By Tina Patterson and Dave Wendling
Yes, on July 18 we woke up to thunder and rain, but no one was complaining. How wondrous in this July drought to find ourselves going on a hike after a welcome thundershower. The rain stopped 10 minutes before our hike, and everyone’s spirits were up and we were excited to visit the 53-acre Genevieve Casey Nature Sanctuary in Oceana County. With the smell of wet grass and pine needles under our feet, another special Odyssey day had begun. Our guide John Hendrixon, steward since 2008, was waiting for us, and once again, we were happy to welcome three first-time participants to the Odyssey, including MNA Life Members Robert and Clarice Williams, who came all the way down from Higgins Lake to join our hike!
John began by sharing the story of Genevieve Casey and how this sanctuary dedicated to her came to be under the protection of MNA. As we entered the sanctuary we passed through one of the pine groves that Genevieve Casey herself planted years ago. If you come here in June, pink lady’s slipper can be found among the pines. When we entered the barrens, John explained how this land was lumbered and once farmed until the thin top soil was blown away following a series of very dry years that left only barren sand. He stated that this area looks a lot different now than when Genevieve Casey owned the property. Indeed, you can envision the succession that has occured as you stand on one of the few bare sandy areas left in the sanctuary. There are large areas where hair-cap moss and various lichen have stabilized the sand. Here can be found rein-deer lichen, British soldier lichen, and the earth star mushroom. In other areas are large patches of club moss and bracken fern. The three club mosses that are found here are common club moss, blue ground cedar, and southern ground cedar. As the soil stabilized, the trees and shrubs started moving in and are now well on their way to reforesting the barrens.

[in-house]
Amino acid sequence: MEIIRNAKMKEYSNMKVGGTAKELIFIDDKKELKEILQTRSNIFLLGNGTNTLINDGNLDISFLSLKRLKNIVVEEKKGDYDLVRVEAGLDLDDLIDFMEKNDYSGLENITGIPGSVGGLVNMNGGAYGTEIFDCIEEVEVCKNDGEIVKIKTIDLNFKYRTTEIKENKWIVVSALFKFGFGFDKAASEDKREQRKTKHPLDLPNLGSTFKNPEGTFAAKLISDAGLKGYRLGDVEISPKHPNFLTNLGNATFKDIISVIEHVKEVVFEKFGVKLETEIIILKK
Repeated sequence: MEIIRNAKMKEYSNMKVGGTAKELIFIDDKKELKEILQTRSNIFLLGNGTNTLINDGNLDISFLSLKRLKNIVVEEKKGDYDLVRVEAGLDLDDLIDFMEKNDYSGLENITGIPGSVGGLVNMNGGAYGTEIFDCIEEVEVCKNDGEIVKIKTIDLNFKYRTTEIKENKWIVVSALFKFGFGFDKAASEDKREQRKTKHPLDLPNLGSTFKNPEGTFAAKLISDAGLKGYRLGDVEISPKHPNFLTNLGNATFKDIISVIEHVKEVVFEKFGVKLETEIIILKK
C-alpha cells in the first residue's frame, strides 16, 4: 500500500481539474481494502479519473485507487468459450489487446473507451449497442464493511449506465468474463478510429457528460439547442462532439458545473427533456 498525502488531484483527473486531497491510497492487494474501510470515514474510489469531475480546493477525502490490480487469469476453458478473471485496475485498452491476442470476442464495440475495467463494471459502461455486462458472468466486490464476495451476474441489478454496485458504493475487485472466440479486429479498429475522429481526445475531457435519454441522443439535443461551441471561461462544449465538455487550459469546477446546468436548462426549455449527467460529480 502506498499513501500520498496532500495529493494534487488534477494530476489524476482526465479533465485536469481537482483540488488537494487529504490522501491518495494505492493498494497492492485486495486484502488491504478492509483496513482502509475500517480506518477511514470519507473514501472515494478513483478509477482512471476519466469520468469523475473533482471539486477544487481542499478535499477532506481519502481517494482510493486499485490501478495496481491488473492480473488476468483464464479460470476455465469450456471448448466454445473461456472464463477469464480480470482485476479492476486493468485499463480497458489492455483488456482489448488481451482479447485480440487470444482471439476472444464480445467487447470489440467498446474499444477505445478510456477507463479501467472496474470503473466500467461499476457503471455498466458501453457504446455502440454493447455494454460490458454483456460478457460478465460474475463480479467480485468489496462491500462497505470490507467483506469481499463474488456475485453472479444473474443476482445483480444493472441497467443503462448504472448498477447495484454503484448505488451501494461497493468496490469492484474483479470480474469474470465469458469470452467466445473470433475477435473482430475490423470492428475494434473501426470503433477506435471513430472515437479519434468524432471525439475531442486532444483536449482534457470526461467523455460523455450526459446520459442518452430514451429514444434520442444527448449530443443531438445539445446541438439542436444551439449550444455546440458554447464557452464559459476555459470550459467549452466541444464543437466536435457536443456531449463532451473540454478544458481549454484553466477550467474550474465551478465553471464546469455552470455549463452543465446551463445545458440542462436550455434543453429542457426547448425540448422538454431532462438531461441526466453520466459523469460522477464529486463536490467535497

John then took us through the new 2011 addition to the sanctuary, guiding us along the proposed new trail that he had flagged. This addition, which doubled the size of the sanctuary, contains a large area of floodplain forest which gave a sharp contrast to the dry barrens. We were able to hike along sections of the meandering Bender Creek which flows through the sanctuary and eventually into Stony Lake, and then into Lake Michigan. MNA is proud to protect Bender Creek and its floodplain along with the sensitive freshwater species that live within the creek, including trout, sculpin, and stickleback. The find of the day had to be discovering several orchids growing in the floodplain!
With two loop trails that are well-marked and a new trail under development, the Genevieve Casey Nature Sanctuary will long be remembered by the visitors who shared a morning in its quiet beauty. We also remember Genevieve Casey herself, who recently passed away, and the wonderful contribution she made to MNA and nature itself.
[Ed. note: This entry was updated on August 15, 2012 to correct two spelling errors. Our apologies for the mistakes.]